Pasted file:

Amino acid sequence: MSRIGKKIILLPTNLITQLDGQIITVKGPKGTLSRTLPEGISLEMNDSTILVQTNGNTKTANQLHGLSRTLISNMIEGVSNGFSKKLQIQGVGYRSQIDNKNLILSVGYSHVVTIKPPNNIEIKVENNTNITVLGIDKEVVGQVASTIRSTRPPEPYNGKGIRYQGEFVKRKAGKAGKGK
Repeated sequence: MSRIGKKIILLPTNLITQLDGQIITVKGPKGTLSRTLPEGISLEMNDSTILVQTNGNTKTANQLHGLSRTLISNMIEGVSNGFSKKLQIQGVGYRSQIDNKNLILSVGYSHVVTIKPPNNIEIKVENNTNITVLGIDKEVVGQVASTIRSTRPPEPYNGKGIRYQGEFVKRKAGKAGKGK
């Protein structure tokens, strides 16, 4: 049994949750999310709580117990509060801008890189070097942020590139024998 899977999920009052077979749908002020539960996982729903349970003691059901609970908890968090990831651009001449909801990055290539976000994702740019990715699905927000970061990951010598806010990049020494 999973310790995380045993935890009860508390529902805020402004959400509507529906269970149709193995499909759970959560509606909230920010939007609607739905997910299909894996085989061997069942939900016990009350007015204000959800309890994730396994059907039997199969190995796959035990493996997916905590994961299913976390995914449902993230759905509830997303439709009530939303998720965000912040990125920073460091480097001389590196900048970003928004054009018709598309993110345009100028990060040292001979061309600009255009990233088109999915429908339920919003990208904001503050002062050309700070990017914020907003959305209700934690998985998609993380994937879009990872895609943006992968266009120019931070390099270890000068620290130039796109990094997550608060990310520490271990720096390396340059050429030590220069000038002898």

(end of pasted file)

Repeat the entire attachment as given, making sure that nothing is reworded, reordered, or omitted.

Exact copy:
Amino acid sequence: MSRIGKKIILLPTNLITQLDGQIITVKGPKGTLSRTLPEGISLEMNDSTILVQTNGNTKTANQLHGLSRTLISNMIEGVSNGFSKKLQIQGVGYRSQIDNKNLILSVGYSHVVTIKPPNNIEIKVENNTNITVLGIDKEVVGQVASTIRSTRPPEPYNGKGIRYQGEFVKRKAGKAGKGK
Repeated sequence: MSRIGKKIILLPTNLITQLDGQIITVKGPKGTLSRTLPEGISLEMNDSTILVQTNGNTKTANQLHGLSRTLISNMIEGVSNGFSKKLQIQGVGYRSQIDNKNLILSVGYSHVVTIKPPNNIEIKVENNTNITVLGIDKEVVGQVASTIRSTRPPEPYNGKGIRYQGEFVKRKAGKAGKGK
């Protein structure tokens, strides 16, 4: 049994949750999310709580117990509060801008890189070097942020590139024998 899977999920009052077979749908002020539960996982729903349970003691059901609970908890968090990831651009001449909801990055290539976000994702740019990715699905927000970061990951010598806010990049020494 999973310790995380045993935890009860508390529902805020402004959400509507529906269970149709193995499909759970959560509606909230920010939007609607739905997910299909894996085989061997069942939900016990009350007015204000959800309890994730396994059907039997199969190995796959035990493996997916905590994961299913976390995914449902993230759905509830997303439709009530939303998720965000912040990125920073460091480097001389590196900048970003928004054009018709598309993110345009100028990060040292001979061309600009255009990233088109999915429908339920919003990208904001503050002062050309700070990017914020907003959305209700934690998985998609993380994937879009990872895609943006992968266009120019931070390099270890000068620290130039796109990094997550608060990310520490271990720096390396340059050429030590220069000038002898």